She said the vaccine has "passed all the relevant channels" and it is about engaging and educating people with the roll out. She said she thinks people are being careful and adhering to public health guidelines under Level 3 but she said we need to remember that as we open up society the virus will begin to spread again. 

She said it is about "trying to limit that spread".

The Covid-19 adviser to the Irish College of General Practitioners has said that around 60% of the population needs to avail of the Covid-19 vaccine when it becomes available for herd immunity to develop, and while that is a significant challenge, it is "one we can do".

Dr Mary Favier told RTÉ's Morning Ireland that communication about the vaccine will be important, as there are concerns and anxieties, as well as enthusiasm about the expected approval of a vaccine.

She said: "We need to listen to and explore people's anxieties because we need a significant uptake to make it work."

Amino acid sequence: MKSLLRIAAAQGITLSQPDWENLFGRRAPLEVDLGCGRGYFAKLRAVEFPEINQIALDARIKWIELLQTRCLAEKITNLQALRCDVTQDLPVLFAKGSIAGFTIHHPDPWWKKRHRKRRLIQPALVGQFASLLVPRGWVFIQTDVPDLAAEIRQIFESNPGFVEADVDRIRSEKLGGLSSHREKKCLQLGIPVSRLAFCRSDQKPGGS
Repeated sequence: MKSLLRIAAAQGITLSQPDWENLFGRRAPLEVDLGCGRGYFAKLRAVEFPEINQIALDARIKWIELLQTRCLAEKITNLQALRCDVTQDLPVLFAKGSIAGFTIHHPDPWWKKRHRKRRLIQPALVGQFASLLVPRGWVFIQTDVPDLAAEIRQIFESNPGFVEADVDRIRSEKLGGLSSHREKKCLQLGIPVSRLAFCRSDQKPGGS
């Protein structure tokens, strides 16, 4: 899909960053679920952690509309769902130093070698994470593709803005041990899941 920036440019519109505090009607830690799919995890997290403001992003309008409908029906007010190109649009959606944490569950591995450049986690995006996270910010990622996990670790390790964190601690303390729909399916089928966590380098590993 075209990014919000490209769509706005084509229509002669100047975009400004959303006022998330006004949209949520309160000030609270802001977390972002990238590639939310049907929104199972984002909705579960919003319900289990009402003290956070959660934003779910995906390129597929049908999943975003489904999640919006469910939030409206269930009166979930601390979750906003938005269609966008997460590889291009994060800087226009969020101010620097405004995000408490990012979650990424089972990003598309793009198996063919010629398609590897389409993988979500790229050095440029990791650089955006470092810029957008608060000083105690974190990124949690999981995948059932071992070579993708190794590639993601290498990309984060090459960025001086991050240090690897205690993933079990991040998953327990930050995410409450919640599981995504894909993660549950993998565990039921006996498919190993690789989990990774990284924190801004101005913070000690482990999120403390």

However, Dr Favier, who is a GP in Cork, said that a vaccine is still some way off, so people need to focus on continuing with current health measures "to stay safe until the vaccine arrives".

Dr Favier said it will be important not to rush things and to get this right.

She said the involvement of GPs in vaccine provision has yet to be decided, but GPs are very good at rolling out vaccinations and know their patients, so they are nimble and can respond to challenges.

However, she said that GPs are overworked but will "potentially stand up to the plate" and respond if needed.

She said the phasing in of vaccines will see nursing homes, elderly and frontline workers get it first.

Dr Favier said that GPs will be vital in identifying those with other illnesses and comorbidities who need the vaccine early.